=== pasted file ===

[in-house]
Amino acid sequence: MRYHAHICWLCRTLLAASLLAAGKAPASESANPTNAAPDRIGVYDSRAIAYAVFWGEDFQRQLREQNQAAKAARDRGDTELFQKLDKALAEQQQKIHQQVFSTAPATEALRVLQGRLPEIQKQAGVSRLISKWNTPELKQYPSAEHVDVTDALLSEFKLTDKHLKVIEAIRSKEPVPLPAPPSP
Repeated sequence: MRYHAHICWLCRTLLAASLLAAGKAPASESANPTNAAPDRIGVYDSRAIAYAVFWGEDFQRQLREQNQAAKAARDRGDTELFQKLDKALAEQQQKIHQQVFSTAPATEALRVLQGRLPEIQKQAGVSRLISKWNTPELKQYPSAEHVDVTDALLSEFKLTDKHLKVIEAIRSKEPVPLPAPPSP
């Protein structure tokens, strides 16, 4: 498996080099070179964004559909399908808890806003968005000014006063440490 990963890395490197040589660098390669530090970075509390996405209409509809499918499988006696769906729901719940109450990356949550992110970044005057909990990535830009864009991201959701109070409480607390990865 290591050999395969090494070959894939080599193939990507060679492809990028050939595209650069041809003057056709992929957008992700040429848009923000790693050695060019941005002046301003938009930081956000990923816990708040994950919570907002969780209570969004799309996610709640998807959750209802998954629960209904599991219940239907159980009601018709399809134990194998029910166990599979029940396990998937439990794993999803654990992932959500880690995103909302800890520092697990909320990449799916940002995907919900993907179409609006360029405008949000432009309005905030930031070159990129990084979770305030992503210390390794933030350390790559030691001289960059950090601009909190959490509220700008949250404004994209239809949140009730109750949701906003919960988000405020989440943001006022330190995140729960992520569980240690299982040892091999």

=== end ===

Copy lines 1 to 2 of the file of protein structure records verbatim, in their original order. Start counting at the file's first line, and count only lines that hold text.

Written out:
[in-house]
Amino acid sequence: MRYHAHICWLCRTLLAASLLAAGKAPASESANPTNAAPDRIGVYDSRAIAYAVFWGEDFQRQLREQNQAAKAARDRGDTELFQKLDKALAEQQQKIHQQVFSTAPATEALRVLQGRLPEIQKQAGVSRLISKWNTPELKQYPSAEHVDVTDALLSEFKLTDKHLKVIEAIRSKEPVPLPAPPSP